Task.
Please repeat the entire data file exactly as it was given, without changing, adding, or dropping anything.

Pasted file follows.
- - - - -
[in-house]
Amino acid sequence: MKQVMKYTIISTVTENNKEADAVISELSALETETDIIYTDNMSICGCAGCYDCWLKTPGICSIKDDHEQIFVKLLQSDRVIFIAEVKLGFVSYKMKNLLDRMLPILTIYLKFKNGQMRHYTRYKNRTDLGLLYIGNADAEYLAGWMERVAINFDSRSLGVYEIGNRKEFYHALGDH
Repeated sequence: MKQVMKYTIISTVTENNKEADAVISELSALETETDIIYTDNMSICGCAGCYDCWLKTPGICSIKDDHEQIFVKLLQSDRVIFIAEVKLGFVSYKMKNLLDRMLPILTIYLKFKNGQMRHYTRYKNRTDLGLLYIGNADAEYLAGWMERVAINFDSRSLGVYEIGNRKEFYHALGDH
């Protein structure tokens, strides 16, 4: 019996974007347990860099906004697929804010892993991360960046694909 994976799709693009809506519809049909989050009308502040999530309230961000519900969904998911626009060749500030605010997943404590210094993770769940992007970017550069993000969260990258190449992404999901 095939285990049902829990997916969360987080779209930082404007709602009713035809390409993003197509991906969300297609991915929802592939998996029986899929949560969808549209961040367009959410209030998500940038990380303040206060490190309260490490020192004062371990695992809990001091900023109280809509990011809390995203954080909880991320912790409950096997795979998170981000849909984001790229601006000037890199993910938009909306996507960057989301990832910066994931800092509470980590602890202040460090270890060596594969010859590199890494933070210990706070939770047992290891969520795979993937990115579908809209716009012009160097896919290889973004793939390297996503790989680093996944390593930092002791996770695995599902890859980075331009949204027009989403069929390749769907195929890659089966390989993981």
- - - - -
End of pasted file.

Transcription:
[in-house]
Amino acid sequence: MKQVMKYTIISTVTENNKEADAVISELSALETETDIIYTDNMSICGCAGCYDCWLKTPGICSIKDDHEQIFVKLLQSDRVIFIAEVKLGFVSYKMKNLLDRMLPILTIYLKFKNGQMRHYTRYKNRTDLGLLYIGNADAEYLAGWMERVAINFDSRSLGVYEIGNRKEFYHALGDH
Repeated sequence: MKQVMKYTIISTVTENNKEADAVISELSALETETDIIYTDNMSICGCAGCYDCWLKTPGICSIKDDHEQIFVKLLQSDRVIFIAEVKLGFVSYKMKNLLDRMLPILTIYLKFKNGQMRHYTRYKNRTDLGLLYIGNADAEYLAGWMERVAINFDSRSLGVYEIGNRKEFYHALGDH
């Protein structure tokens, strides 16, 4: 019996974007347990860099906004697929804010892993991360960046694909 994976799709693009809506519809049909989050009308502040999530309230961000519900969904998911626009060749500030605010997943404590210094993770769940992007970017550069993000969260990258190449992404999901 095939285990049902829990997916969360987080779209930082404007709602009713035809390409993003197509991906969300297609991915929802592939998996029986899929949560969808549209961040367009959410209030998500940038990380303040206060490190309260490490020192004062371990695992809990001091900023109280809509990011809390995203954080909880991320912790409950096997795979998170981000849909984001790229601006000037890199993910938009909306996507960057989301990832910066994931800092509470980590602890202040460090270890060596594969010859590199890494933070210990706070939770047992290891969520795979993937990115579908809209716009012009160097896919290889973004793939390297996503790989680093996944390593930092002791996770695995599902890859980075331009949204027009989403069929390749769907195929890659089966390989993981």